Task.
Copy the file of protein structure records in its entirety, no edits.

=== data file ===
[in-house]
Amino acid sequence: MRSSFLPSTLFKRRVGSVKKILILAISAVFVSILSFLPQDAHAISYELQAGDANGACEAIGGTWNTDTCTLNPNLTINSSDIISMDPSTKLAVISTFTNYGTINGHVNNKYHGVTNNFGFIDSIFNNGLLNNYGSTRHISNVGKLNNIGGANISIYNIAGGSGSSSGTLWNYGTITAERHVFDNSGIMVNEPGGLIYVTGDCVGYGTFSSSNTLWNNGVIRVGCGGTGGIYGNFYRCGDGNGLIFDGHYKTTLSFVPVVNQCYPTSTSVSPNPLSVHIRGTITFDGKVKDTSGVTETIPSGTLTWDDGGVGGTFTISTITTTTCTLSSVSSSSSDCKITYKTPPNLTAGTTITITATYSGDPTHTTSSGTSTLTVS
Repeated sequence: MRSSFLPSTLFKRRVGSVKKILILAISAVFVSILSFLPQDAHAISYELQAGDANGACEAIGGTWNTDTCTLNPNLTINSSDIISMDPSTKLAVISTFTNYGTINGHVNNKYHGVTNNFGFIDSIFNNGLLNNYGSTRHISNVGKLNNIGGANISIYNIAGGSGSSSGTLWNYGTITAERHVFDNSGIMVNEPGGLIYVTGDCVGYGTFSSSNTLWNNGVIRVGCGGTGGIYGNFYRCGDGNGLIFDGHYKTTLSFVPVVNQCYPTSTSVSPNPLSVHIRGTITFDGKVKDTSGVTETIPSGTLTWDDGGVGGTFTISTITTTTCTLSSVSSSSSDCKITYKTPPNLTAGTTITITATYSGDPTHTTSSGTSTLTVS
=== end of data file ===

[in-house]
Amino acid sequence: MRSSFLPSTLFKRRVGSVKKILILAISAVFVSILSFLPQDAHAISYELQAGDANGACEAIGGTWNTDTCTLNPNLTINSSDIISMDPSTKLAVISTFTNYGTINGHVNNKYHGVTNNFGFIDSIFNNGLLNNYGSTRHISNVGKLNNIGGANISIYNIAGGSGSSSGTLWNYGTITAERHVFDNSGIMVNEPGGLIYVTGDCVGYGTFSSSNTLWNNGVIRVGCGGTGGIYGNFYRCGDGNGLIFDGHYKTTLSFVPVVNQCYPTSTSVSPNPLSVHIRGTITFDGKVKDTSGVTETIPSGTLTWDDGGVGGTFTISTITTTTCTLSSVSSSSSDCKITYKTPPNLTAGTTITITATYSGDPTHTTSSGTSTLTVS
Repeated sequence: MRSSFLPSTLFKRRVGSVKKILILAISAVFVSILSFLPQDAHAISYELQAGDANGACEAIGGTWNTDTCTLNPNLTINSSDIISMDPSTKLAVISTFTNYGTINGHVNNKYHGVTNNFGFIDSIFNNGLLNNYGSTRHISNVGKLNNIGGANISIYNIAGGSGSSSGTLWNYGTITAERHVFDNSGIMVNEPGGLIYVTGDCVGYGTFSSSNTLWNNGVIRVGCGGTGGIYGNFYRCGDGNGLIFDGHYKTTLSFVPVVNQCYPTSTSVSPNPLSVHIRGTITFDGKVKDTSGVTETIPSGTLTWDDGGVGGTFTISTITTTTCTLSSVSSSSSDCKITYKTPPNLTAGTTITITATYSGDPTHTTSSGTSTLTVS